Since the development of the steam engine people had been interested in creating self-powered vehicles, this manifested during the industrial revolution as the train. However, as time went on people became interested in creating a vehicle that wasn’t confined to tracks. The earliest attempts were moderately successful but served little practical purpose. Automobiles first began to truly spread with the invention of the electric motor which created cheaper, more powerful, and safer automobiles. Still the automobile still had numerous problems and were mainly in the hands of the rich. It was the development of the internal combustion engine and the assembly line that was truly able to create a practical vehicle that could be used by all and propelled the automobile into the heart of American culture and made it one of the most significant inventions of the post-industrial revolution era, resulting in a complete revolution of society.
The earliest prototypes of self-powered vehicles began in the 1700’s with the first one being built by Nicholas Cugnot, weighing over 8000 pounds and clocking in at a top speed of 2 miles per hour (Bottorff). This large size and slow speed meant that it was impractical as an automobile. Several other prototype vehicles were built in this style by various inventors but were so heavy that they required metal rails to drive on, and so over time they evolved into trains and locomotives (Bottorff). Trains and steam power continued to develop and interest in a self-powered vehicle that didn’t require tracks faded, until the mid-1800’s when new developments in power sources encouraged the development of the automobile.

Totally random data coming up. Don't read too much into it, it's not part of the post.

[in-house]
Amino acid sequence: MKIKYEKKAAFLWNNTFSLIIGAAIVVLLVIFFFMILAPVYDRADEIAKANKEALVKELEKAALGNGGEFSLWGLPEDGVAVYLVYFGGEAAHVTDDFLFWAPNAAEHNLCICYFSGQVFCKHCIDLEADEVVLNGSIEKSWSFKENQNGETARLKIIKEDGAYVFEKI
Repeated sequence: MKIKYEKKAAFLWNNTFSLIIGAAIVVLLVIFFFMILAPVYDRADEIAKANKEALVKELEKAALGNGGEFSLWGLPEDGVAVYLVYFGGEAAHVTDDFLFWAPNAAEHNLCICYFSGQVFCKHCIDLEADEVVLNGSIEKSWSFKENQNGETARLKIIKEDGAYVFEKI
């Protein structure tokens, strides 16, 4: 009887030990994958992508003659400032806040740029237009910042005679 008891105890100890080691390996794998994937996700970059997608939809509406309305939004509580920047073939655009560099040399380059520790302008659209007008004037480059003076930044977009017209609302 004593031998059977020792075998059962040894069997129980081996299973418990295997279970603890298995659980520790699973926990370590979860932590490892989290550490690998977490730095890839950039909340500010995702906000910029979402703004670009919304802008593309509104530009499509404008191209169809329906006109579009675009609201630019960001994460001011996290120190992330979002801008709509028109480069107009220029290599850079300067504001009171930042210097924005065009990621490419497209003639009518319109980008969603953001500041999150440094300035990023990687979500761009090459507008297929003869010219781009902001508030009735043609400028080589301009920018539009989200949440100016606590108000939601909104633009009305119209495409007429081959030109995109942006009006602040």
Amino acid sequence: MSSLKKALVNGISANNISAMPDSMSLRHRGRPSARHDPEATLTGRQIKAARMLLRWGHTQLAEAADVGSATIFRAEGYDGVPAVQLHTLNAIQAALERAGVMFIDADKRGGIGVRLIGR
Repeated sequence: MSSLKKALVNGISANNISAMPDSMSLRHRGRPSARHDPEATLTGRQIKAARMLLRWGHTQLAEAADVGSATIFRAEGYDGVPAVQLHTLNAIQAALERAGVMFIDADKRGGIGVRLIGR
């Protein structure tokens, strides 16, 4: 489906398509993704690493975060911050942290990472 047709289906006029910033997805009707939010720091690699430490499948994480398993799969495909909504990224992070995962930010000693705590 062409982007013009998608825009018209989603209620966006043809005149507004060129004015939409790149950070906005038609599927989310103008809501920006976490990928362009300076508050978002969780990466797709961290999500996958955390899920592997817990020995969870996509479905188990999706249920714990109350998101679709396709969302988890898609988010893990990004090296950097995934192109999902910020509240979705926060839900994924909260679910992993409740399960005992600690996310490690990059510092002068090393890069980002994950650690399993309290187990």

The earliest automobiles were powered by steam; however, it was a very poor power source due to its price, weight, start-up times, and tendency to explode. This limited the development of automobiles until a better power source was developed; this power source was discovered in 1834 with the creation of the first practical electric motor by Moritz Jacobi (Doppelbauer). This motor though, lacked the power to drive an automobile and it wasn’t until 1884 that Thomas Parker built the first practical electric automobile ("World's first electric car built"). Many other people continued the development and improvement of electric automobiles and for a time electric automobiles were the preferred type of Automobile because of their quiet ride, quick start-up, and lack of pollution. In fact electric automobiles held the land speed record well into the early 1900’s. However, they began to decline in the early 1900’s because of the increased prevalence and efficiency of the internal combustion engine.
The invention and use of the internal combustion engine was a pivotal point in the history of the automobile. The first attempt at an internal combustion engine was in 1673 by Christian Huygens, using gunpowder as the fuel source, though it was basically worthless as you had to open the engine up and put new gunpowder in it...